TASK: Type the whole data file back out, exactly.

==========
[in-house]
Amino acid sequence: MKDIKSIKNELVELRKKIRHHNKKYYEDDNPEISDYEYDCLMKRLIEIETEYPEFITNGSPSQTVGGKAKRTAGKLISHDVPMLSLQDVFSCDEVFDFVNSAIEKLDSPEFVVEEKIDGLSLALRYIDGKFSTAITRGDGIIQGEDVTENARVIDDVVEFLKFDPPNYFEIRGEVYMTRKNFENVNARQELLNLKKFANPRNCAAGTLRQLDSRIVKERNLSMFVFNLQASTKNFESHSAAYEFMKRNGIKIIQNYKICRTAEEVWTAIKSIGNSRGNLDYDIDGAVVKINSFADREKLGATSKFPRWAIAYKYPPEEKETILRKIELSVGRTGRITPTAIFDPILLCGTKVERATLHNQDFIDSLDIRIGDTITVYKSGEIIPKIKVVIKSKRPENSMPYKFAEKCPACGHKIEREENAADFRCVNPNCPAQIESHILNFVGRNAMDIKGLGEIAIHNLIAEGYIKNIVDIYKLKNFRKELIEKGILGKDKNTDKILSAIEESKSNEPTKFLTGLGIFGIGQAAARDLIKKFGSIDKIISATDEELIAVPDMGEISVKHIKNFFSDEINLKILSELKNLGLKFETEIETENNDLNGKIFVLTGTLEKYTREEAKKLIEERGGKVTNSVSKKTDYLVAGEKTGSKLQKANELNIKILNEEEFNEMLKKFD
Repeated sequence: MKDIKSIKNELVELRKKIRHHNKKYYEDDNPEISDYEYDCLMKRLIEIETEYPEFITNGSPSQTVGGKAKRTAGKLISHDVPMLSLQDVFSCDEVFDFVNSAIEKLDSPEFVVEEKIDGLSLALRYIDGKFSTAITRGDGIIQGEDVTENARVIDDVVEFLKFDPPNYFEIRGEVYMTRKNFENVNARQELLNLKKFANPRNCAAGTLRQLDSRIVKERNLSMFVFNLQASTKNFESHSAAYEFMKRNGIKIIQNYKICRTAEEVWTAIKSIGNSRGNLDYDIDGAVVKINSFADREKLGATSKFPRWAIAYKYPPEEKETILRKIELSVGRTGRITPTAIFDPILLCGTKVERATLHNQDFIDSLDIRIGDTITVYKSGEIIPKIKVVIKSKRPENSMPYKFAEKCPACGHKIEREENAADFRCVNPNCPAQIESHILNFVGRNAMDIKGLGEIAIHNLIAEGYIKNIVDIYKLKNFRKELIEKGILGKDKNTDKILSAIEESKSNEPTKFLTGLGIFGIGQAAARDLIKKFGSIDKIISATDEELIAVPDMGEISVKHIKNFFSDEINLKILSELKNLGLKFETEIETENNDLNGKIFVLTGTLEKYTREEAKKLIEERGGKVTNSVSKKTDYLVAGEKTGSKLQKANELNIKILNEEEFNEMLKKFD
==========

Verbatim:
[in-house]
Amino acid sequence: MKDIKSIKNELVELRKKIRHHNKKYYEDDNPEISDYEYDCLMKRLIEIETEYPEFITNGSPSQTVGGKAKRTAGKLISHDVPMLSLQDVFSCDEVFDFVNSAIEKLDSPEFVVEEKIDGLSLALRYIDGKFSTAITRGDGIIQGEDVTENARVIDDVVEFLKFDPPNYFEIRGEVYMTRKNFENVNARQELLNLKKFANPRNCAAGTLRQLDSRIVKERNLSMFVFNLQASTKNFESHSAAYEFMKRNGIKIIQNYKICRTAEEVWTAIKSIGNSRGNLDYDIDGAVVKINSFADREKLGATSKFPRWAIAYKYPPEEKETILRKIELSVGRTGRITPTAIFDPILLCGTKVERATLHNQDFIDSLDIRIGDTITVYKSGEIIPKIKVVIKSKRPENSMPYKFAEKCPACGHKIEREENAADFRCVNPNCPAQIESHILNFVGRNAMDIKGLGEIAIHNLIAEGYIKNIVDIYKLKNFRKELIEKGILGKDKNTDKILSAIEESKSNEPTKFLTGLGIFGIGQAAARDLIKKFGSIDKIISATDEELIAVPDMGEISVKHIKNFFSDEINLKILSELKNLGLKFETEIETENNDLNGKIFVLTGTLEKYTREEAKKLIEERGGKVTNSVSKKTDYLVAGEKTGSKLQKANELNIKILNEEEFNEMLKKFD
Repeated sequence: MKDIKSIKNELVELRKKIRHHNKKYYEDDNPEISDYEYDCLMKRLIEIETEYPEFITNGSPSQTVGGKAKRTAGKLISHDVPMLSLQDVFSCDEVFDFVNSAIEKLDSPEFVVEEKIDGLSLALRYIDGKFSTAITRGDGIIQGEDVTENARVIDDVVEFLKFDPPNYFEIRGEVYMTRKNFENVNARQELLNLKKFANPRNCAAGTLRQLDSRIVKERNLSMFVFNLQASTKNFESHSAAYEFMKRNGIKIIQNYKICRTAEEVWTAIKSIGNSRGNLDYDIDGAVVKINSFADREKLGATSKFPRWAIAYKYPPEEKETILRKIELSVGRTGRITPTAIFDPILLCGTKVERATLHNQDFIDSLDIRIGDTITVYKSGEIIPKIKVVIKSKRPENSMPYKFAEKCPACGHKIEREENAADFRCVNPNCPAQIESHILNFVGRNAMDIKGLGEIAIHNLIAEGYIKNIVDIYKLKNFRKELIEKGILGKDKNTDKILSAIEESKSNEPTKFLTGLGIFGIGQAAARDLIKKFGSIDKIISATDEELIAVPDMGEISVKHIKNFFSDEINLKILSELKNLGLKFETEIETENNDLNGKIFVLTGTLEKYTREEAKKLIEERGGKVTNSVSKKTDYLVAGEKTGSKLQKANELNIKILNEEEFNEMLKKFD